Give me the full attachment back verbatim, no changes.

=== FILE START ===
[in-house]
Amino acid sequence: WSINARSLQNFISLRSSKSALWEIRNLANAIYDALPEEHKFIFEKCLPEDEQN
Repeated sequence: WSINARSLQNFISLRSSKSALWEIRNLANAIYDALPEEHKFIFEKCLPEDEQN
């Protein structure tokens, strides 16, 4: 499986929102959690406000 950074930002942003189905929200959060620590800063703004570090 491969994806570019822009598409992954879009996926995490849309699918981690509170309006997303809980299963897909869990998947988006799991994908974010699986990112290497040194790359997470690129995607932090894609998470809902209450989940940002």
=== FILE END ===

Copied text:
[in-house]
Amino acid sequence: WSINARSLQNFISLRSSKSALWEIRNLANAIYDALPEEHKFIFEKCLPEDEQN
Repeated sequence: WSINARSLQNFISLRSSKSALWEIRNLANAIYDALPEEHKFIFEKCLPEDEQN
């Protein structure tokens, strides 16, 4: 499986929102959690406000 950074930002942003189905929200959060620590800063703004570090 491969994806570019822009598409992954879009996926995490849309699918981690509170309006997303809980299963897909869990998947988006799991994908974010699986990112290497040194790359997470690129995607932090894609998470809902209450989940940002």